Tag: Red-brested Merganser

Fretting; Otter mini-Safari 24/02/19

by on Feb.27, 2019, under Druridge Bay

I usually say that the only weather condition that isn’t good for wildlife-watching is really strong wind. There is another one though, but it’s pretty infrequent…

I collected Barry and Bridie from Warkworth under blue sky and beautiful late winter sunshine and we headed towards Druridge Bay for a few hours. I knew what we were heading towards though as I’d driven through fog on the way north. We started with an hour or so of rolling sea fret that brought visibility down to tens of metres, as Cormorants did their very best Otter impersonations and the loud calls of Oystercatchers carried through the mist as they flew overhead. Mallard, Teal, Wigeon, Gadwall, Tufted Duck, Red-breasted Merganser, Shelduck, Whooper Swan, Canada Goose, Greylag Goose and Pink-footed Goose were all feeding, resting or diving, two drake Pintail were stunning in the low-angled sunlight, the squeals of Water Rail emanated from the reeds as the chill of late afternoon began to probe and nip at our exposed faces and the evocative calls of Curlew cut through the hazy mist of dusk.

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Bird of the Day; Lindisfarne Safari 10/05/16

by on May.13, 2016, under Lindisfarne

I can’t think of a species of bird that I don’t enjoy watching.  Every last one of them has something special, but some just have more than others…

I collected Steve and Carrie from the Bamburgh Castle Inn and we headed north towards Lindisfarne.  Starting with a walk along the Crooked Lonnen we’d soon found Spotted Flycatcher, Fieldfare and a stunning male Whinchat.  Surely the rest of the island would be dripping with passage migrants?  As it turned out that was pretty much it for migrants, but the rest of the day produced a wealth of great birds.  The male Whinchat was a clear leader in my own personal bird of the day competition, but a plethora of Meadow Pipits and Skylarks were pretty impressive.  Male Reed Buntings are always strikingly contrasty birds and Turnstone, Purple Sandpiper, Oystercatcher, Curlew, Red-breasted Merganser, Eider and Common Scoter are in really excellent condition at the moment.  Lines of Gannets flying south were impressive and Sandwich Terns were plunge-diving right in front of us.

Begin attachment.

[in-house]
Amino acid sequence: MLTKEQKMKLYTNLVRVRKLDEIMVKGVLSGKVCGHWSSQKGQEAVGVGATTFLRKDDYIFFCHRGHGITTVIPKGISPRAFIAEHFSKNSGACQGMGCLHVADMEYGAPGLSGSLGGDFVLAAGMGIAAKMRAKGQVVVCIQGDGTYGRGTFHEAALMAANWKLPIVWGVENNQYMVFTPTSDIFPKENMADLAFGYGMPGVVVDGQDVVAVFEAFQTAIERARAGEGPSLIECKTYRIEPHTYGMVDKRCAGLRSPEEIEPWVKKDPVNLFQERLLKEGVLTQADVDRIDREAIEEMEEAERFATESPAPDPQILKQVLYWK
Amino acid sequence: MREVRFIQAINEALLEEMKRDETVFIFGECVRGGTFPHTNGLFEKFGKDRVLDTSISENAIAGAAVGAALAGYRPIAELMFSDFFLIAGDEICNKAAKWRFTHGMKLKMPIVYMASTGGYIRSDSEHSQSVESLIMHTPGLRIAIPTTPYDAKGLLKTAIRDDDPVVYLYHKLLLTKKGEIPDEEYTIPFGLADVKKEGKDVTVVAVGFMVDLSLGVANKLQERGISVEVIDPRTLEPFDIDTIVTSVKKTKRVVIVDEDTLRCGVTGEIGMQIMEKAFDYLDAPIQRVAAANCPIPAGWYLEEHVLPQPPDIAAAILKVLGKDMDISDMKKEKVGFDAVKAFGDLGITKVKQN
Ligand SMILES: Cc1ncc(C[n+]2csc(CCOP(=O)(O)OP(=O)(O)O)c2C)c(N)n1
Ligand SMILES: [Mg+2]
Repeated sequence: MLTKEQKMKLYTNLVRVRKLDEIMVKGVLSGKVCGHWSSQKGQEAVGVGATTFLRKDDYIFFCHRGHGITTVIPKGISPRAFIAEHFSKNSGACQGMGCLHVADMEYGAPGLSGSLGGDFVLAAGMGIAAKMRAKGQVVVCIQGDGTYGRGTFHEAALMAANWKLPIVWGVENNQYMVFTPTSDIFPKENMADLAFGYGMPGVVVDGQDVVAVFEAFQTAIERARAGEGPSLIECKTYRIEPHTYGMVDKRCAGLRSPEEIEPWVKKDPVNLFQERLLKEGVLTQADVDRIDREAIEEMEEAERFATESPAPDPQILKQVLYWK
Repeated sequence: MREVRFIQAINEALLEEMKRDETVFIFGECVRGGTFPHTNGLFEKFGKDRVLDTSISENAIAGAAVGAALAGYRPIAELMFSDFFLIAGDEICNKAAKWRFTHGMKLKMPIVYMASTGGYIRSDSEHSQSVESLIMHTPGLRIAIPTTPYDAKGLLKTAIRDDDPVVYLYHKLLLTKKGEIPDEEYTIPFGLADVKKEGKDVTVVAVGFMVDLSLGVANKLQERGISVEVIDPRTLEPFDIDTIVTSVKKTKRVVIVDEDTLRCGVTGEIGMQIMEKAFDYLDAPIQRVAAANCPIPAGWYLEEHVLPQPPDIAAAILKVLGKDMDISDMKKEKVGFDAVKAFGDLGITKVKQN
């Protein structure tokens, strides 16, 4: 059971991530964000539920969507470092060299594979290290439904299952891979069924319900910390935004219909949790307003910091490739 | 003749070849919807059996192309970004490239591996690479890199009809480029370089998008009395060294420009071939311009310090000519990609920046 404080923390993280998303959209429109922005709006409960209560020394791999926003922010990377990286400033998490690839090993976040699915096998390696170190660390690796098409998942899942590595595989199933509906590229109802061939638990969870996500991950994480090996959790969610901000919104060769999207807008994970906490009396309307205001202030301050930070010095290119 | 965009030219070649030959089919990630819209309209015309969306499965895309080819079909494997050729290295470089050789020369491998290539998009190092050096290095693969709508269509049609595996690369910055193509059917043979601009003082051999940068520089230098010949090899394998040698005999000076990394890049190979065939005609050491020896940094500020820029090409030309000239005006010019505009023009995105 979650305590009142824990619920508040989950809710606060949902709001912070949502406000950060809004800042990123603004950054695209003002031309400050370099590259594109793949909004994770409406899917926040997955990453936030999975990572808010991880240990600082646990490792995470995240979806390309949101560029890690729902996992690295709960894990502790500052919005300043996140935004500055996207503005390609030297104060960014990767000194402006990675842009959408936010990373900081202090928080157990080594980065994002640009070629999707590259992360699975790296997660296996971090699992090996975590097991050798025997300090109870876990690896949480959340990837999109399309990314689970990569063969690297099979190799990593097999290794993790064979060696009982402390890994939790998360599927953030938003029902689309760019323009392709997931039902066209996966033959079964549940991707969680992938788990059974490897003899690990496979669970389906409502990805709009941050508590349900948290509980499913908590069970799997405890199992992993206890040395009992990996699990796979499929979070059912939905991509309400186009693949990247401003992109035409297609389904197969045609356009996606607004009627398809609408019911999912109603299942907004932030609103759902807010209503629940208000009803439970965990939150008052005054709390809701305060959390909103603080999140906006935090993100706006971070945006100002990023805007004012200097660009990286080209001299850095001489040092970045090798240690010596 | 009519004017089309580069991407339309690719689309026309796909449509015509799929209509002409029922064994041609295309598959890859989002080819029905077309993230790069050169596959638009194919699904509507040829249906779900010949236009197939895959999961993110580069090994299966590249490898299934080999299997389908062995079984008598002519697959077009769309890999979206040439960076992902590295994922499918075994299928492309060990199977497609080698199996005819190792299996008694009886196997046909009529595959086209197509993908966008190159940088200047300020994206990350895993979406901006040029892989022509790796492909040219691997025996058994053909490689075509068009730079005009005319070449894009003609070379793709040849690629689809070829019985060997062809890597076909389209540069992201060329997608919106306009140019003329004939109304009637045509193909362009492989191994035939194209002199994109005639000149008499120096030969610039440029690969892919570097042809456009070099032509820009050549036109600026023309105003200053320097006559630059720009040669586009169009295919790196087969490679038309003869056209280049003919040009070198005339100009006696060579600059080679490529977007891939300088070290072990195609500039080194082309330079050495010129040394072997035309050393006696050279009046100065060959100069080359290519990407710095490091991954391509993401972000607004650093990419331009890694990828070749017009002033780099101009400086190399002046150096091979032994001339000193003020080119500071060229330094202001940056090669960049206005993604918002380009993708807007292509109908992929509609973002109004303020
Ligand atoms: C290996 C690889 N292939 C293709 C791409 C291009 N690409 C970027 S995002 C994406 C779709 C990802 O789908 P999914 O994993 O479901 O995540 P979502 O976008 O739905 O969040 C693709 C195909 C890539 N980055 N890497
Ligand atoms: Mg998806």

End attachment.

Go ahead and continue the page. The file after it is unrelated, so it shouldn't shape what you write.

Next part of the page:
Then, as we were about to leave the island (after all, it wouldn’t do to get stranded by the incoming tide…) Carrie spotted a Short-eared Owl.  I soon found a second one, as they hunted through the dunes, and the Whinchat had been unceremoniously kicked off the top step of the podium.  I find it hard to think of any time that an owl wouldn’t be my bird of the day…and then we came across a couple of breeding-plumaged Grey Plovers 🙂

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